Feature Article

October 17, 2013

Macheen Brings New Twist to Mobile Data Connectivity

Cellular service providers today typically charge a set monthly fee for mobile data, and users are stuck paying the full amount regardless of their actual use. But a company called Macheen, which is backed by some very notable investors, breaks that mold by enabling people and companies to pay only for the applications, bandwidth and time on the network they actually use. Macheen refers to this practice as fractionalization.

By fractionalizing, or pinpointing applications, Macheen can address both a corporation’s internal requirements and the machine-to-machine opportunity. For example, say a company is willing to pay for mobile Internet access for employees, but because of the cost it can only afford to get it for top executives. Macheen could enable that company pay only for mobile broadband for e-mail access, making it more affordable for the firm to offer wireless Internet to a larger group of employees, explains CEO Greg Stock. He adds that more than 60 percent of business applications now live in the cloud, yet the average company only provides 7 percent of its workforce with data plans.

Macheen wholesales wireless connectivity from Sprint in the U.S., and from two other carriers in Europe, which allows it to offer services in 80 countries – with local rates in 11 countries and roaming rates in the other 69. The company provides a single SIM card through which end users can access these networks in all these locations.

Image via Shutterstock

But what’s really interesting about what Macheen offers, says Stock, is the intelligence it adds to the network. Here, Stock is referring to Macheen’s billing system and its front-end system that enables rule-based administration so the network knows which users can use which applications and/or what amount of bandwidth.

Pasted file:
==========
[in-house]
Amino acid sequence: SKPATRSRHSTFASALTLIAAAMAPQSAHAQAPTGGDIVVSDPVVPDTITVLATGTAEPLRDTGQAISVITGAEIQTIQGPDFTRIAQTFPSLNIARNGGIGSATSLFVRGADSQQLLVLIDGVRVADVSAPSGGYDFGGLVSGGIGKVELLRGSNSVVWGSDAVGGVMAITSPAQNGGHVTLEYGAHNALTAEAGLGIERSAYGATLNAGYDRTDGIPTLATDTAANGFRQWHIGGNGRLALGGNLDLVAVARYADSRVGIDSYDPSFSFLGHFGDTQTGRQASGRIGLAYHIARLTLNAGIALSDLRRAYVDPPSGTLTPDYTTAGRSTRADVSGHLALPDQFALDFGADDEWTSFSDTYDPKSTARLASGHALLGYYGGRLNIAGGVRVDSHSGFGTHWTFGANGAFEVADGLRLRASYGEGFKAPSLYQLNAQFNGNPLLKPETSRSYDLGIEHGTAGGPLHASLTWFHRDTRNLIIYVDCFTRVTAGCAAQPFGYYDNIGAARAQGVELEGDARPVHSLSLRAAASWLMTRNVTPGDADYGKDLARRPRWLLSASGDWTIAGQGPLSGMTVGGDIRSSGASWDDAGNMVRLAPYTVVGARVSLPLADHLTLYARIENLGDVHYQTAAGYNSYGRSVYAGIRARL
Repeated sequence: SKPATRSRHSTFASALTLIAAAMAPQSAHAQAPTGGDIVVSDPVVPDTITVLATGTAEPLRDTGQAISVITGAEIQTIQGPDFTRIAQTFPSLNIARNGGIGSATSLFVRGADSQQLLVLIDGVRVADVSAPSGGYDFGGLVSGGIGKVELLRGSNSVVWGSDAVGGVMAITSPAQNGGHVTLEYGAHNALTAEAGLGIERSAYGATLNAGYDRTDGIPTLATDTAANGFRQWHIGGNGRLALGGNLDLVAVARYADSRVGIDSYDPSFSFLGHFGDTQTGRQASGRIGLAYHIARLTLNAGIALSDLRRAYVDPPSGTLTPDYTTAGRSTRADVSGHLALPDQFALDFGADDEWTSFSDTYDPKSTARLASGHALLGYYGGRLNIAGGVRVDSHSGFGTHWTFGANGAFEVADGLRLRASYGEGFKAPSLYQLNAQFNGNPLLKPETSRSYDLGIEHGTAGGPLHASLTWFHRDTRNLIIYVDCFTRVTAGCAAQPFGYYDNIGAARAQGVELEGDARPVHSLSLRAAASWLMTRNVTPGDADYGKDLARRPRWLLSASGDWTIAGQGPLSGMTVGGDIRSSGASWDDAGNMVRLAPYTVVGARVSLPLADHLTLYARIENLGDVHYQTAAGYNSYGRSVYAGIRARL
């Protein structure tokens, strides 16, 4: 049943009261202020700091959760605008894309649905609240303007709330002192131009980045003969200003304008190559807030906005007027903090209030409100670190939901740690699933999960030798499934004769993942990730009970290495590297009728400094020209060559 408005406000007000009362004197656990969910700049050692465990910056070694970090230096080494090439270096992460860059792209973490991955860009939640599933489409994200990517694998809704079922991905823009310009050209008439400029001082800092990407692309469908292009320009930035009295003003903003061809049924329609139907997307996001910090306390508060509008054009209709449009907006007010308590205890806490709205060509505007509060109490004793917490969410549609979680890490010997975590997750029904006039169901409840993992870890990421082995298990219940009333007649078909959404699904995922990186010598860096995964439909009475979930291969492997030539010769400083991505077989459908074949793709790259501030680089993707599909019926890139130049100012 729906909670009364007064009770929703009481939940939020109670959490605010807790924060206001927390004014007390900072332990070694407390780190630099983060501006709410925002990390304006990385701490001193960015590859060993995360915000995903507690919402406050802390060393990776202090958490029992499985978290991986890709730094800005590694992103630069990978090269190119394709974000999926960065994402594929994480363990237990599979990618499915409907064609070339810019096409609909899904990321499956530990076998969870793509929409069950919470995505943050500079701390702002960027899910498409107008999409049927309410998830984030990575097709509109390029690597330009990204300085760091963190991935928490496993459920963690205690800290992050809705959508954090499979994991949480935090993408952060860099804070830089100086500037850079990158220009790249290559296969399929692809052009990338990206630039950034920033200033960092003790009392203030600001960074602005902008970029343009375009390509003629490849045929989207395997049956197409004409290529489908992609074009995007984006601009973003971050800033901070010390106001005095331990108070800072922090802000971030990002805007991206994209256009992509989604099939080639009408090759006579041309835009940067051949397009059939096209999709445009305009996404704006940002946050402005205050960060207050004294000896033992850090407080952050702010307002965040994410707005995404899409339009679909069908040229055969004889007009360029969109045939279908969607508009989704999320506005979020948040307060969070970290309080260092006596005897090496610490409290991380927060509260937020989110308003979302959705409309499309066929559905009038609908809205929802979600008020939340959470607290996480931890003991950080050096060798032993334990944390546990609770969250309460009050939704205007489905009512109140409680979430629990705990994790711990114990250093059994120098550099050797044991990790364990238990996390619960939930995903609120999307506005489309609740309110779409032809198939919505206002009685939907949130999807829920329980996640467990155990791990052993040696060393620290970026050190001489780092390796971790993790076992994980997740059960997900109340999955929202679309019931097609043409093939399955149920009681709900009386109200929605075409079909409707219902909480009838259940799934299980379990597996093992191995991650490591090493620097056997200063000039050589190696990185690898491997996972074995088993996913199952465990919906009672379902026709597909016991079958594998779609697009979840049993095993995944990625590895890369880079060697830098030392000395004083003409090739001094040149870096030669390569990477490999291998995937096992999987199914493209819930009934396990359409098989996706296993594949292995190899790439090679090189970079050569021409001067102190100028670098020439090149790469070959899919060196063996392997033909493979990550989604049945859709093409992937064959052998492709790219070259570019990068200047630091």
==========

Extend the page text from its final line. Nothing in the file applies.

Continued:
Investors of Macheen, which aims to become break even within 12 months, include venture capital firms North Bridge Venture Partners and Mercury Fund; former Dell CFO Tom Meredith; former Microsoft president Mike Maples, Sr.; Gemalto and Qualcomm.

Qualcomm is also one of Macheen’s 10 customer accounts. Qualcomm has 13,000 employees that use the Macheen solution; they are using Macheen to access certain applications for internal use. For employees that want more wireless network capacity than that Qualcomm covers for them, Macheen allows that by providing split billing between work and personal usage.

“In a BYOD environment, we’re instrumental,” says Stock.

Macheen goes to market both via direct sales to enterprise and through partnerships relating to the retail channel. For example, PC company Lenovo offers Macheen service when customers boot up their new laptops. Stock indicates that Macheen will expand its profile in the retail arena in the near future via some additional partnerships with large brands in the gaming, smartphone and other consumer electronics realms.

Edited by Alisen Downey

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